The data so far is confirming certain trends. “It appears that loons are closely tied to a lake’s trophic status, which is the level of nutrients in the water,” Meyer explained, “High trophic status (eutrophic) lakes have less water quality and we’ve documented a lower use by loons. Now the question to ask as part of the project here is whether the lakes in the Trout Lake watershed may become more eutrophic if the climate changes, and if so will that reduce the quality of these lakes for loon use. It’s a big question because the current core of the Wisconsin breeding population is right here and so if we see that the lakes may become less suitable for loons it would be a predictor that the population itself may undergo an alteration because of climate change.”

Being able to participate in such a study as undergraduate students is a rare opportunity for East and Smith, as many institutions without a graduate program do not offer fellowship programs. The fellowships are jointly funded and managed by Wisconsin DNR and LoonWatch and they are partially funded by a Wisconsin Focus on Energy Grant, derived from the Environmental and Economic Research and Development Program.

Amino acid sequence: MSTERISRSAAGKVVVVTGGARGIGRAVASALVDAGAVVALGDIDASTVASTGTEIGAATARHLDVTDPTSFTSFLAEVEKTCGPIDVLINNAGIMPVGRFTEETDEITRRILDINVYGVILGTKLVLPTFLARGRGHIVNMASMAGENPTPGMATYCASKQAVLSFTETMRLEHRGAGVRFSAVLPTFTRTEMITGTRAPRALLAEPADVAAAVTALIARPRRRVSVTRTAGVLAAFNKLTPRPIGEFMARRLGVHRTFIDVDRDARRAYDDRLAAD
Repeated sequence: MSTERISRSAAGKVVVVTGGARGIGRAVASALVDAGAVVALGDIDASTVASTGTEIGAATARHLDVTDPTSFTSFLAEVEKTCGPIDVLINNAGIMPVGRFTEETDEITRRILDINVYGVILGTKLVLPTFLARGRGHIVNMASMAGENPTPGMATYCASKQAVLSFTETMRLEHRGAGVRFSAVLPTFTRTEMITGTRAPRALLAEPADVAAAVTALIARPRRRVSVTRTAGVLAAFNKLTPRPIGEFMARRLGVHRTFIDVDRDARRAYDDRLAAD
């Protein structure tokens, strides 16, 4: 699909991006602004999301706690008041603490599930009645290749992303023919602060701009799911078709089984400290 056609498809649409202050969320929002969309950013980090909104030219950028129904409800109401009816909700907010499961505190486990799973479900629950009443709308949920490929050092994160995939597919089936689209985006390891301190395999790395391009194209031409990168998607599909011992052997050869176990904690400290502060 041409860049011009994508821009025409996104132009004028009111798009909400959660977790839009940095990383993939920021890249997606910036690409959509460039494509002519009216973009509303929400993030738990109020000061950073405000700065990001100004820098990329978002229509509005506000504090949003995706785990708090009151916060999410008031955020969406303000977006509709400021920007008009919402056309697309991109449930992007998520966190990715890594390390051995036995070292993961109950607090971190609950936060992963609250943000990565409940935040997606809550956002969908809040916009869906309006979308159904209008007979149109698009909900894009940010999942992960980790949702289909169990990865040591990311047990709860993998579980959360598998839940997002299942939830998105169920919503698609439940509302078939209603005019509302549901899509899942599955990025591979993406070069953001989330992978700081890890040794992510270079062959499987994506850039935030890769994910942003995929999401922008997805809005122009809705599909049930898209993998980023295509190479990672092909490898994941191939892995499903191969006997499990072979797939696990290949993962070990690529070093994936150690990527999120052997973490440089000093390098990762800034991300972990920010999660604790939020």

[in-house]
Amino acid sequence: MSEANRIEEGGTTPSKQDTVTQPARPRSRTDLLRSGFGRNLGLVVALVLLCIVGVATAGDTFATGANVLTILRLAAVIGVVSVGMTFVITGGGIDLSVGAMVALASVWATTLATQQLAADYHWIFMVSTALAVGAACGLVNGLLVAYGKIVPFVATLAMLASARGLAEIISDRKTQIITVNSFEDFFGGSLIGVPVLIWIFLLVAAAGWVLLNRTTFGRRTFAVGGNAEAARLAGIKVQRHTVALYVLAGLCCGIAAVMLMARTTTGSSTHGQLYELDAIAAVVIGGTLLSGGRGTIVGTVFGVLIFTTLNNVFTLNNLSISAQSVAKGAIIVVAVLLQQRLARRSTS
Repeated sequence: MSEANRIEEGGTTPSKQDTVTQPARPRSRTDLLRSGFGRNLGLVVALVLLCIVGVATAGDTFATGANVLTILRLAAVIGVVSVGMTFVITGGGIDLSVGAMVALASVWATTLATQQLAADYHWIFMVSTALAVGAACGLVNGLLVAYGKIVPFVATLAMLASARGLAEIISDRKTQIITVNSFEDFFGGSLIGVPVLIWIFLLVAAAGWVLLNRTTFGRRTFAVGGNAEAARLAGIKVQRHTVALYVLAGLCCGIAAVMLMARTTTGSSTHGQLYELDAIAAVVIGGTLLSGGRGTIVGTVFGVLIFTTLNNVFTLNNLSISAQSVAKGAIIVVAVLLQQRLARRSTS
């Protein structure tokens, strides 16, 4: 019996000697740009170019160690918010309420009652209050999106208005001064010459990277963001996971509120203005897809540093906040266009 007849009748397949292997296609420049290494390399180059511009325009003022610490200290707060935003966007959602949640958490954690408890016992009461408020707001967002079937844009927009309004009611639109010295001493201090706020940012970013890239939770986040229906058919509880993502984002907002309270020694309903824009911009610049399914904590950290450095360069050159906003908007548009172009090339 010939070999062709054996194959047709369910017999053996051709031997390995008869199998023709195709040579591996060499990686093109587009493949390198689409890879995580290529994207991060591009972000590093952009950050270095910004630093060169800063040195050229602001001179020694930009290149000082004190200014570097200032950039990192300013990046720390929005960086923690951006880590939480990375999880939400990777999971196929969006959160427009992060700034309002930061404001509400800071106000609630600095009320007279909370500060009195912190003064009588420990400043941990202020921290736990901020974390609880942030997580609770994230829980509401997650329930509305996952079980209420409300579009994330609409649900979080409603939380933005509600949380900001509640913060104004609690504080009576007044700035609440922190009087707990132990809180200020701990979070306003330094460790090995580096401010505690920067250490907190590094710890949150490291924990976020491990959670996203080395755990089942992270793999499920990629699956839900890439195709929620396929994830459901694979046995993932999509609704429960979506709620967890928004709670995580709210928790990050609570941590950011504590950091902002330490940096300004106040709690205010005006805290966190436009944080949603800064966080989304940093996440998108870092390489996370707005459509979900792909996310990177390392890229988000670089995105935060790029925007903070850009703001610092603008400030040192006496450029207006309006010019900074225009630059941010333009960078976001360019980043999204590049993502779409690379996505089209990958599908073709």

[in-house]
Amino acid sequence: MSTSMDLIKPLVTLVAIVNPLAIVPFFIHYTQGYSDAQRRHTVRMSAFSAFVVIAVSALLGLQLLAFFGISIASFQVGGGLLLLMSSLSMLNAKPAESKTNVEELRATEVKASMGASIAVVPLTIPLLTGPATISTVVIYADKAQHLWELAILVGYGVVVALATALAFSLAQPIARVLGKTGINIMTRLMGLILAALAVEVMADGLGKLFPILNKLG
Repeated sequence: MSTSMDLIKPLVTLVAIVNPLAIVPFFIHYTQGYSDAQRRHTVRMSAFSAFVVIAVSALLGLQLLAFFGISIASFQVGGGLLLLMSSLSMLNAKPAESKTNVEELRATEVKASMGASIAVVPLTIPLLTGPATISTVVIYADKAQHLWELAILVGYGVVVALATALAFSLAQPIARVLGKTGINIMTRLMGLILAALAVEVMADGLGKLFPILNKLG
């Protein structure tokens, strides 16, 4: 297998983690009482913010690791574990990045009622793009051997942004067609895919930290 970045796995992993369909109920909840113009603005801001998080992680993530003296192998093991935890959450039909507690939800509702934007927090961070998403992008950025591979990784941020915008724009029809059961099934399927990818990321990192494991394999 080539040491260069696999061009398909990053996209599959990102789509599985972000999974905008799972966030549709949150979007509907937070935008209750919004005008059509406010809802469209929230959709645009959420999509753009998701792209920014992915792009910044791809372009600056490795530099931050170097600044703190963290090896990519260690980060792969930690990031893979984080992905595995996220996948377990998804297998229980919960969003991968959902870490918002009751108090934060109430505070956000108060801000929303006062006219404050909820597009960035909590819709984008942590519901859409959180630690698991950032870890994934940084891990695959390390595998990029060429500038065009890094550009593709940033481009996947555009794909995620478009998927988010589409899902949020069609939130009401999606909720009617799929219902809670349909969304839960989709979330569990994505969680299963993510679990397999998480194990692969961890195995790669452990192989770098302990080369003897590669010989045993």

Their research also expands beyond the climate change study, raising loon awareness and education in the area through LoonWatch and adding data to separate projects by the DNR on mercury exposure levels in the loon population, the impact of Botulism E., and the increase in shore-land development. Each of these are longer running projects which prove useful for public policy and future studies down the line.

Overall, Meyer said, “Andy and Josh have done Northland proud. We’ve had a variety of skill levels in interns when they arrive here and these guys were ready to go. Little direction, little instruction, we meet once a week and they’re working independently the entire time. It’s been great, they’ve brought a level of skill to the table that I was happy to see.”

Thursday, July 16, 2009

Loon Photo Contest: Call for Entries

Photographers invited to submit images for Loon Appreciation Week poster

ASHLAND, Wis. — The LoonWatch program at the Sigurd Olson Environmental Institute is seeking entries for the 12th annual Loon Appreciation Week poster contest. The contest is open to original photography of any loon species. The winning entry will appear on more than 10,000 posters that will be distributed nationally to highlight Loon Appreciation Week, May 2-8, 2010. Full credit will be given to the photographer.

Posters will be available to the general public, schools, libraries, community centers, natural resource agencies and environmental organizations. The poster contributes to LoonWatch’s mission to promote and protect Common Loons and their aquatic habitats through education,
monitoring and research.